|Important Items in this Area|
The Five Knightly Virtues
If you’ve been following this guide, you’ve had the opportunity to prove you possess each of the five knightly virtues over the course of the quests and exploration covered thus far. As a refresher, these were:
Compassion: During the quest The Beast of Toussaint, spare the Shaelmaar.
Generosity: After completing the quest "Blood Run", when you run into the messenger-boy bearing you the letter that starts the quest Turn and Face the Strange, be sure to pay the kid for his trouble.
Honor: During the quest Warble of a Smitten Knight. Enter the tourney as Geralt of Rivia and after the horse race you’ll be confronted by Prince Anseis. Agree to fight him and win the mounted duel to prove you have this virtue.
Valor: During Warble of a Smitten Knight, after discovering Vivienne’s secret and reporting back to Guillaume you’ll get the opportunity to continue the tourney or quit. Continue on with the tournament and win.
Wisdom: Near the end of the quest The Beast of Toussaint, after gathering the clues with the duchess correctly guess the answer to the riddle by responding with "It’s a greenhouse!".
Assuming you’ve completed those tasks and proven you possess the five knightly virtues such deeds epitomize, head back to the island/lake recursion northwest of the Tourney Grounds. In the small bit of land at the heart of the island/lake recursion you’ll find the hermit waiting for you. Talk to him and he’ll disappoint you by informing you there’s one more trial before you can claim your prize; possessing the five knightly virtues isn’t enough on its own, you must prove yourself martially competent enough to wield the blade.
Battle Atop the Water
Accept the Hermit’s challenge and the fight will begin. The hermit isn’t a foe to be trifled with, as he’s capable of blasting you with water and knocking you back (he enjoys starting the fight this way). He can also shoot cones of water at you and summon arcs of water to indirectly pelt you. His most impressive water attack, however (aside from the watery barrier the surrounds the pond, anyways) involves the Hermit conjuring a spout of water around himself and moving slowly towards you. You can easily keep out of range of this attack, but proximity will hurt you, and even Quen won’t fully protect you from a direct hit. On top of all that, he’s fairly skilled with his staff in melee!
Dodge towards him to deprive him of the opportunity to pelt you from afar with magic, and if he uses his water spout attack, keep your distance. If you are injured, back off and use the active version of the Quen spell, as you can absorb his long-range spells and heal yourself. Other than that, just close in on him and use fast attacks to deal damage. If he gets the best of you in melee, dodge away and assault him again.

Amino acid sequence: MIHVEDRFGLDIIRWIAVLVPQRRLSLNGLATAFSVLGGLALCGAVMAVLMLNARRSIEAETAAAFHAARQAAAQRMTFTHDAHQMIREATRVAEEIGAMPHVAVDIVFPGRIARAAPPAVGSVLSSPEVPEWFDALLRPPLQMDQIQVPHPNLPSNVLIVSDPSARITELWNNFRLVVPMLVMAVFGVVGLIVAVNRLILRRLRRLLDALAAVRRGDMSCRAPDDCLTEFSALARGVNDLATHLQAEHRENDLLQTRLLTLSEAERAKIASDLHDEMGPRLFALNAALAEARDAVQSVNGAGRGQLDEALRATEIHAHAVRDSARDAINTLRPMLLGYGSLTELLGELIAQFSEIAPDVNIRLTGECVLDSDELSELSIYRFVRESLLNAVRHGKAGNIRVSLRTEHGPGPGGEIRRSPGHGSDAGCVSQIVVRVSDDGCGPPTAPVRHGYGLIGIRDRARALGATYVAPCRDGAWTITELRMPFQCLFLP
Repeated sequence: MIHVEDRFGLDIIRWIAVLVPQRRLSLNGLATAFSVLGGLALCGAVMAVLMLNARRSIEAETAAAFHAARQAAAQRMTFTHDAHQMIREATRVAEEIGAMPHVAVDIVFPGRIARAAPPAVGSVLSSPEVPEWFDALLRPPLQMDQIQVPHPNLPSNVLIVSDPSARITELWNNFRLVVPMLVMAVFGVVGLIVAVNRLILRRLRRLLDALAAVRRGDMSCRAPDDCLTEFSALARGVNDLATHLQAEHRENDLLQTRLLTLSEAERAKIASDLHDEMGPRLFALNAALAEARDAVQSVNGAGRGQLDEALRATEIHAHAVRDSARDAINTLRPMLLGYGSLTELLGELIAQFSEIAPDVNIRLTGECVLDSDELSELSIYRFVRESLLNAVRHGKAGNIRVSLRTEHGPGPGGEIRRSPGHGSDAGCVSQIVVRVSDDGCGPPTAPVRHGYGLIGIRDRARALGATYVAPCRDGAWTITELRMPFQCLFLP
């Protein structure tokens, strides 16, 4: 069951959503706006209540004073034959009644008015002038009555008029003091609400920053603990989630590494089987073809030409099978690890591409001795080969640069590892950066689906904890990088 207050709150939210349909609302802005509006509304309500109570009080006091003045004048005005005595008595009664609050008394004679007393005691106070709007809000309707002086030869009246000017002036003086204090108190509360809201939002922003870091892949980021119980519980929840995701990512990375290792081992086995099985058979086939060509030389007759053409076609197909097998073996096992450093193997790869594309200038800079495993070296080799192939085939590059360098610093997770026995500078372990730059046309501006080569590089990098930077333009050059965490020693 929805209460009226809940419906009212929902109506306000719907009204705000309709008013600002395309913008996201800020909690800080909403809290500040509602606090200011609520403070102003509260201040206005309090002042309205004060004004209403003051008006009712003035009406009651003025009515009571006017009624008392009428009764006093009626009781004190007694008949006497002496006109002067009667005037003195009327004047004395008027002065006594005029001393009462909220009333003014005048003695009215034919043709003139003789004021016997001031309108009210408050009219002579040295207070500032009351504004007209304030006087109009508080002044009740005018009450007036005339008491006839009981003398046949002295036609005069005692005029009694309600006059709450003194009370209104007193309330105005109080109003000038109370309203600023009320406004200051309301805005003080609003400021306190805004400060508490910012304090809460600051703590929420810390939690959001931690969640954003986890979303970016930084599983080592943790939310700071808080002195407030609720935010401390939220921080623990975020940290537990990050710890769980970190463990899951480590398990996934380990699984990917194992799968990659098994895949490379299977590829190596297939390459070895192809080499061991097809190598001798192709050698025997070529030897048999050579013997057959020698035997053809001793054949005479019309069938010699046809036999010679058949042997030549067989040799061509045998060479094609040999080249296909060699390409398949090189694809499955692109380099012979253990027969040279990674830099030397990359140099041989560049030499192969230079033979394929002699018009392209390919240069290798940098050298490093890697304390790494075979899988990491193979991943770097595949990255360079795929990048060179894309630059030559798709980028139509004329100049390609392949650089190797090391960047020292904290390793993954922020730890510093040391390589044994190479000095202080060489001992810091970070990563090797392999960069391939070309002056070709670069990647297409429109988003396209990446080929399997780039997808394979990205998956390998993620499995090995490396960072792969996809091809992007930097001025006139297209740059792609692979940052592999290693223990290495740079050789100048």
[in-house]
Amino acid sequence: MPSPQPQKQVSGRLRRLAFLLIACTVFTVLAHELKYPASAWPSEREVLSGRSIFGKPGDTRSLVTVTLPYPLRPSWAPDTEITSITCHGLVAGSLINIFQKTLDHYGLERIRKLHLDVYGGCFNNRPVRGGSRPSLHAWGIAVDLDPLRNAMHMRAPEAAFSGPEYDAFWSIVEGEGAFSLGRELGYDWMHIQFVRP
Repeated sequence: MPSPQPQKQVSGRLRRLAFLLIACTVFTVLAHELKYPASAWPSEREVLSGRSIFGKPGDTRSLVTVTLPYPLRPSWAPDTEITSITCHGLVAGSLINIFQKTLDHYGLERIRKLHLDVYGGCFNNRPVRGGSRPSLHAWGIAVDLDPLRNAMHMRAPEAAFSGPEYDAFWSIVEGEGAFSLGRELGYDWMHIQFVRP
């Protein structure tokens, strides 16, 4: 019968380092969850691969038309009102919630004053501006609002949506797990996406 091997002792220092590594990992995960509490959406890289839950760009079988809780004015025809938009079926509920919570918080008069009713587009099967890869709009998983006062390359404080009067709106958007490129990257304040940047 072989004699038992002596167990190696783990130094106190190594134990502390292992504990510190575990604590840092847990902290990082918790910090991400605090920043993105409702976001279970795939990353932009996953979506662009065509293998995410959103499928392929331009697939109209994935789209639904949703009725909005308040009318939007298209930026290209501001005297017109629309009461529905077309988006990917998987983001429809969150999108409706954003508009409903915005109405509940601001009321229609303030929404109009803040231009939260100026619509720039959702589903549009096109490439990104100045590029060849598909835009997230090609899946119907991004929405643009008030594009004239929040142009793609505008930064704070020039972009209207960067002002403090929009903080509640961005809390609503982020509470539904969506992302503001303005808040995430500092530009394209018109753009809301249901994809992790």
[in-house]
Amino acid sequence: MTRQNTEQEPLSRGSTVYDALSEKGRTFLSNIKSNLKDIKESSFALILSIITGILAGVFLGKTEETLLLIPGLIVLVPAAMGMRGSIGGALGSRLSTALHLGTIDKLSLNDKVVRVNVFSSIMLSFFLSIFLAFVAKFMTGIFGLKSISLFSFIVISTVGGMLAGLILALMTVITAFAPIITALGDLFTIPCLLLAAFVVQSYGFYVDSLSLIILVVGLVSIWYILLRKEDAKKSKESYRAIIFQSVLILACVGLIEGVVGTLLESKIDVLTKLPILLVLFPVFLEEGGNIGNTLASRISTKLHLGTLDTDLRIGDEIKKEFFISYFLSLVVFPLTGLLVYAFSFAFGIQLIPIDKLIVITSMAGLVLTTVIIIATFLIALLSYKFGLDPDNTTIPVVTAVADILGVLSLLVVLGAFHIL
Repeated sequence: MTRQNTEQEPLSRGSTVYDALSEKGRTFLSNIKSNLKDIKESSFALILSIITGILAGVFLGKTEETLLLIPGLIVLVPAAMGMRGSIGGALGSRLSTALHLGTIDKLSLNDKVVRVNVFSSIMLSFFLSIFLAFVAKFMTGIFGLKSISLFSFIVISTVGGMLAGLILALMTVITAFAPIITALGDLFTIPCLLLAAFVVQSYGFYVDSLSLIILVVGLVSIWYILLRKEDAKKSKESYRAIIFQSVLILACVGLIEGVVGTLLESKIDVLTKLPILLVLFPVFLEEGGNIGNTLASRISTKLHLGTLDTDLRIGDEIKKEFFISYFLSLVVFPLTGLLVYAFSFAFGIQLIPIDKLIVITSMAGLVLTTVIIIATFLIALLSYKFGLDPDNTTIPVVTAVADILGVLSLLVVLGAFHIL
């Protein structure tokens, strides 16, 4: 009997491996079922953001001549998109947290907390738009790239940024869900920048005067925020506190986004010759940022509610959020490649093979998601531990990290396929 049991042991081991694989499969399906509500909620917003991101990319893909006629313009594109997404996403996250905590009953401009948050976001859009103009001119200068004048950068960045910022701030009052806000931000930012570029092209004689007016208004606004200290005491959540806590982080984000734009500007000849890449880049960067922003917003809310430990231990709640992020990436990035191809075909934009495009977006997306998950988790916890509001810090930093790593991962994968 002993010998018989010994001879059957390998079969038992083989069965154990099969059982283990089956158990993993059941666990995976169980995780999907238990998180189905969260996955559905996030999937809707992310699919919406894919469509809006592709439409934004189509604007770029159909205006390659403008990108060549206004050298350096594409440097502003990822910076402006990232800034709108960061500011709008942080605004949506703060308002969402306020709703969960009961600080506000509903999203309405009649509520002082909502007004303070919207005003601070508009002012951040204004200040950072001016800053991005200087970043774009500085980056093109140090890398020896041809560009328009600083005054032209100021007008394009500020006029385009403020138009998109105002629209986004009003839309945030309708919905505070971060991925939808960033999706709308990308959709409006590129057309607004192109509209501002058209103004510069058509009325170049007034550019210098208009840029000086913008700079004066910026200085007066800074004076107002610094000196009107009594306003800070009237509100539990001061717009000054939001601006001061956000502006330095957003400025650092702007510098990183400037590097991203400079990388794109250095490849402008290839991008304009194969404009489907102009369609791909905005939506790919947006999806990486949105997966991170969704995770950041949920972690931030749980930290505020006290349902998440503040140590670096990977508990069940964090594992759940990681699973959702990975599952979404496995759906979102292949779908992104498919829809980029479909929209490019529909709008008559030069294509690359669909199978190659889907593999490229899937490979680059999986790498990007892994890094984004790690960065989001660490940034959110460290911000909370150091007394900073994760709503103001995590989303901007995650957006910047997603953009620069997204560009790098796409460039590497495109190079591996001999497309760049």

Prove your prowess against the Hermit and he’ll descend into the lake, never to return. In his stead, the Lady of the Lake will appear and present Geralt with sword Aerondight, entrusting that he will not lose it again. Pick up your prize… and the lake will yield to the proper forces of nature, putting Geralt in a foul mood.
Did You Know?: Geralt originally obtained the sword Aerondight from the Lady of the Lake in The Witcher, where it’s arguably one of the best Silver Swords in the game. You can even import it over to The Witcher 2 with you, albeit with much reduced stats to the point of the weapon being obsolete in Chapter 1. The Lady of the Lake’s parting taunt is an inside joke, presumably about the tendency of RPGs to retcon most of the stat-and-loot gains between games.
|Reward: For proving you possess the five knightly virtues|
|300 XP / Aerondight|
He’s not no reason to complain, however, as Aerondight is a prize worth some wet clothes. The first of its many virtues is that it levels up with Geralt, so it should start out at whatever level you’re currently at. You can also improve the weapon’s power through proficient usage, as it’ll temporarily gain power as you strike foes with it. Every enemy hit with the weapon will give it a charge, which increases damage by 10%, and the blade can store ten charges. At maximum capacity every hit with the sword will also automatically be a critical hit. The only downside is that you lose these charges over time, or when you take damage.
If you kill a foe with a fully-charged Aerondight (ten charges - they are tracked under your life bar, like any other buff/debuff) your charges will be reset, but Aerondight’s damage will be permanently increased. The maximum amount of permanent, bonus damage Aerondight can possess is equal to ten, plus an additional ten per level you gain after obtaining it, which essentially means you don’t need to worry about out-leveling Aerondight, nor need you wait to obtain it. As long as you keep powering it up, it’ll remain a viable weapon.
As for charging Aerondight up, using the Quen sign will make this much easier, as will picking on weaker monsters and grinding up your damage. An ideal spot for this is in Velen, in the fields south of the Devil’s Pit signpost, as you’ll find numerous Nekkers prowling about. They’re weak and numerous enough that it should be a trivial matter to use them to charge Aerondight, especially if you protect yourself with Quen. You can also kill the bandits in the Devil’s Pit fort itself, as they’re weak enough that they can be slain even with a silver sword, and most of them are not competent enough foes to parry your attacks. Just spam attacks on any foes with single-handed weapons and charge up Aerondight.